From Publishers Weekly
How are we different from chimps? That's the question that Cohen (Shots in the Dark) sets out to answer in his absorbing account of current chimpanzee research. Too often, Cohen argues, scientists have focused on the similarities between the two species, when in fact it is an understanding of their differences that can reveal "what, exactly, it means to be human." Cohen's survey spans investigations into the chimp genome, brain, and physiognomy, with a fascinating chapter on chimp sex (one captive female chimp was observed "flipping through Playgirl, sometimes using a vacuum cleaner hose for stimulation") and a colorful portrait of Richard Lynch Garner, a 19th-century adventurer who lived in a cage in the jungle for 112 days, studying and recording chimp and gorilla language. The technical jargon of some sections can be difficult, but the book is otherwise readable and replete with surprising theories for the origins of human traits from "concealed ovulation" to endurance running. One scientist, for instance, believes that humanness derives from the simple fact that our babies, unlike their ape counterparts, can lie flat on their backs, which allows them to gaze into their mothers' eyes.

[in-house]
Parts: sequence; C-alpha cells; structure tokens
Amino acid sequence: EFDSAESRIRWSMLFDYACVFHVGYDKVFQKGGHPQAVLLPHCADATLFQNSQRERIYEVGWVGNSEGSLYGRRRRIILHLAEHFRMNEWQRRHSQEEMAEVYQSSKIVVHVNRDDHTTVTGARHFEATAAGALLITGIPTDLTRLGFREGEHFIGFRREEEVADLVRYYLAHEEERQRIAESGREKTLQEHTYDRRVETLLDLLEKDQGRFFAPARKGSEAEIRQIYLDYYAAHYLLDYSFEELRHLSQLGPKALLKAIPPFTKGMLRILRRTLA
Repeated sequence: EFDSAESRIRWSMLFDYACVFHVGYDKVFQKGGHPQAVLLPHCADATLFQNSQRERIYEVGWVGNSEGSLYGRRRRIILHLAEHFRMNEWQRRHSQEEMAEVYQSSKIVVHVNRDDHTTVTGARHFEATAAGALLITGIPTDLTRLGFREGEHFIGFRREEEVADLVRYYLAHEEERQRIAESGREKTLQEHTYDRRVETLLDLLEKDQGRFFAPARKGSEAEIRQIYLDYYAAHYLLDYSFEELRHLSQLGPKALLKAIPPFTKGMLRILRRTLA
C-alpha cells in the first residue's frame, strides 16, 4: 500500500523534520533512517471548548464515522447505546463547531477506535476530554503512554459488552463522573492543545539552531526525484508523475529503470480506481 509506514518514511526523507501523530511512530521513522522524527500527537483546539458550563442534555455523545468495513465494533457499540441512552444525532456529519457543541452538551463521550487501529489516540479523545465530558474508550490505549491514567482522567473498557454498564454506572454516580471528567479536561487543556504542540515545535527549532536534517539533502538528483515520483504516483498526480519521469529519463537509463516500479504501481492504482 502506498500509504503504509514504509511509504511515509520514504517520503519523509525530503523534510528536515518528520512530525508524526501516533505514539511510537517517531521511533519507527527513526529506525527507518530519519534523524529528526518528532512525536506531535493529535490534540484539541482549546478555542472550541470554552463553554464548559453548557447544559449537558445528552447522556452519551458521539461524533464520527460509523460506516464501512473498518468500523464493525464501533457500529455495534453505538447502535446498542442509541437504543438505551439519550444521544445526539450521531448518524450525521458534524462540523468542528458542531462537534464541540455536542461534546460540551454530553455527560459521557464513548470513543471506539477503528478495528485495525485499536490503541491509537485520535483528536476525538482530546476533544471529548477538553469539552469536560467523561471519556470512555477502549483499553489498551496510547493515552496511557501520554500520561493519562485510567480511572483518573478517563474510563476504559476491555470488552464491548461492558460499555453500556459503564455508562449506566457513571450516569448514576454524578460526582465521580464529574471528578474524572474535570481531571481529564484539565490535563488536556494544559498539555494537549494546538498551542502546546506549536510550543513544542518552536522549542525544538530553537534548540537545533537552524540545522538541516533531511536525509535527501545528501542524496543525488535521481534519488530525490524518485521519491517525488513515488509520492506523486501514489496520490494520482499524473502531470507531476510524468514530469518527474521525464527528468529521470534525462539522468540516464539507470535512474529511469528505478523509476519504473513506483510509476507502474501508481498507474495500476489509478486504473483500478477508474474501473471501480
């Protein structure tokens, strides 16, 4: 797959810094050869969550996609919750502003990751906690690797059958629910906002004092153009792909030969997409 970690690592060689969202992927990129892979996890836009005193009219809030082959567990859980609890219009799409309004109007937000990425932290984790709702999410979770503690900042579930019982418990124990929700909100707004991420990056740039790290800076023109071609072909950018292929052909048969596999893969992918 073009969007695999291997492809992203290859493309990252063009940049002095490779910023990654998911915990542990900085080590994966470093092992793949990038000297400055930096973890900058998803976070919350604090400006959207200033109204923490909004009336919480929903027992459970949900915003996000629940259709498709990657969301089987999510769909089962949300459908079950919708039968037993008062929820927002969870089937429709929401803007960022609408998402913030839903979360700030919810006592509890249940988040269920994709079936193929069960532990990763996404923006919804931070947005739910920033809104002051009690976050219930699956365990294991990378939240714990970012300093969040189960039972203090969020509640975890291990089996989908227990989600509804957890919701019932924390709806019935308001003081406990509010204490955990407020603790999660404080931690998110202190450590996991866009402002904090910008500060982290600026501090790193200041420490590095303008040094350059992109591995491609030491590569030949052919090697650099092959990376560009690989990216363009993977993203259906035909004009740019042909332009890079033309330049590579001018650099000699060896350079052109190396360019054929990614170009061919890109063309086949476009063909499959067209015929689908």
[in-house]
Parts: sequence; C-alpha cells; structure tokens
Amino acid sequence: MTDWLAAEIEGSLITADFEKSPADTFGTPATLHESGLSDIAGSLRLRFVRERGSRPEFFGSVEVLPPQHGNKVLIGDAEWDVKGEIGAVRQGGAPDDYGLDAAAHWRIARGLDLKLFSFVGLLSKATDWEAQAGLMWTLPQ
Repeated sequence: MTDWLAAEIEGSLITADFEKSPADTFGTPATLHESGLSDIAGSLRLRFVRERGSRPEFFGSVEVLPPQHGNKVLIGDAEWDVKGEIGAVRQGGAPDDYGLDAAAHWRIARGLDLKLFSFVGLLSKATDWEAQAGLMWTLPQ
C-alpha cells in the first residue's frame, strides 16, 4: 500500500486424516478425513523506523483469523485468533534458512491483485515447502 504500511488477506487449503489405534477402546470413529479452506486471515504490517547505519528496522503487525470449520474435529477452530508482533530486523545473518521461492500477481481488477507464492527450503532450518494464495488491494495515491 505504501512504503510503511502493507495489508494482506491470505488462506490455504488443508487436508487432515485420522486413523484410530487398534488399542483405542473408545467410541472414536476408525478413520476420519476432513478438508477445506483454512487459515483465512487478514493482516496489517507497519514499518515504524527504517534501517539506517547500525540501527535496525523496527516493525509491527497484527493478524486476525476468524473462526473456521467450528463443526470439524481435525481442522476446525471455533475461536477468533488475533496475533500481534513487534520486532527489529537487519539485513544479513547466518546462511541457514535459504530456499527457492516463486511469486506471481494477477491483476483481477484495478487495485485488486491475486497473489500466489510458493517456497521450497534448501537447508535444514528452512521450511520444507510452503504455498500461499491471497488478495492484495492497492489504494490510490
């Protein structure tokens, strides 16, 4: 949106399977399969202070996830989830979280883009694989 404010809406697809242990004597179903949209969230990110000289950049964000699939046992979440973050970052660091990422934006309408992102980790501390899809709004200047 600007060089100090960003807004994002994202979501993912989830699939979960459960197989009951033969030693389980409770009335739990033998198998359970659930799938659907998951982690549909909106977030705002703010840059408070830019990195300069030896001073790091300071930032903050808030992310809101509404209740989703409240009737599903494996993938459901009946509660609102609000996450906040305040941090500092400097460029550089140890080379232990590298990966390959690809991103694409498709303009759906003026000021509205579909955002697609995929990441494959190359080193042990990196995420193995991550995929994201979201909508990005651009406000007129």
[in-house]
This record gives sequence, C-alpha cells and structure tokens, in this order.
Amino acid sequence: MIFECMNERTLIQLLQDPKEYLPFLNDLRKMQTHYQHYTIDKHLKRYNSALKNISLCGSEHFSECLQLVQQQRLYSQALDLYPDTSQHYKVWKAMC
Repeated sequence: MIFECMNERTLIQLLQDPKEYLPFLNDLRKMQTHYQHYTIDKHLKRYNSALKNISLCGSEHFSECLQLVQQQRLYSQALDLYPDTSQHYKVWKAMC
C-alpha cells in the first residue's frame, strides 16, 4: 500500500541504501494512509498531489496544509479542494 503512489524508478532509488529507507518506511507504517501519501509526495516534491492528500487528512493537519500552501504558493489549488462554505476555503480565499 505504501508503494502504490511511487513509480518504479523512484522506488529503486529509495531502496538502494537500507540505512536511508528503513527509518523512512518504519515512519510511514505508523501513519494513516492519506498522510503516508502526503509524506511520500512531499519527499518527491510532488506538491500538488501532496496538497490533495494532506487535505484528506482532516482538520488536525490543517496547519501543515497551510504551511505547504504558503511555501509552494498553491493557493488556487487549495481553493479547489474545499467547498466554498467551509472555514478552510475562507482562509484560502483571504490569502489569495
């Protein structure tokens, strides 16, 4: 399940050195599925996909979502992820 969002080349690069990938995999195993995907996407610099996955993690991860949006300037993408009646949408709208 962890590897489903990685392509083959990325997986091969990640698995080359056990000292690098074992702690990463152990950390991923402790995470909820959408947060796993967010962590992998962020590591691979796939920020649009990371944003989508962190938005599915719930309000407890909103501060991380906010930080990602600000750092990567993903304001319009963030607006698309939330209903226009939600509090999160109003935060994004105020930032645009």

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What are the dividing lines between human and chimpanzee? What makes the first “us” and the second “them”? Science writer Cohen (Shots in the Dark, 2001) points out that with the mass of genetic data now available to researchers, it is no longer imperative to stress the similarities between humans and our closest cousins to bolster the argument for evolution—it is the differences between us that answer the question of what makes us human and not chimpanzee. By examining the blood (and DNA extracted from it), the brain (with language as the Rubicon that apes do not cross), and the body (why we are bipedal and the other apes are not), Cohen describes not only how we differ from chimpanzees but some of the theories of why. Talking with scientists from all walks of primate research, comparing and contrasting findings ranging from laboratory work, behavioral studies, attempts to teach language to apes and chimpanzees in zoos and other captive settings to what has been learned from the study of chimpanzees in the wild, the author has created a vital look at not only what makes us human but also what makes us almost chimpanzees. Cohen’s humorous writing style, combined with his ability to make complex scientific theories comprehensible, makes for a book that is hard to put down. --Nancy Bent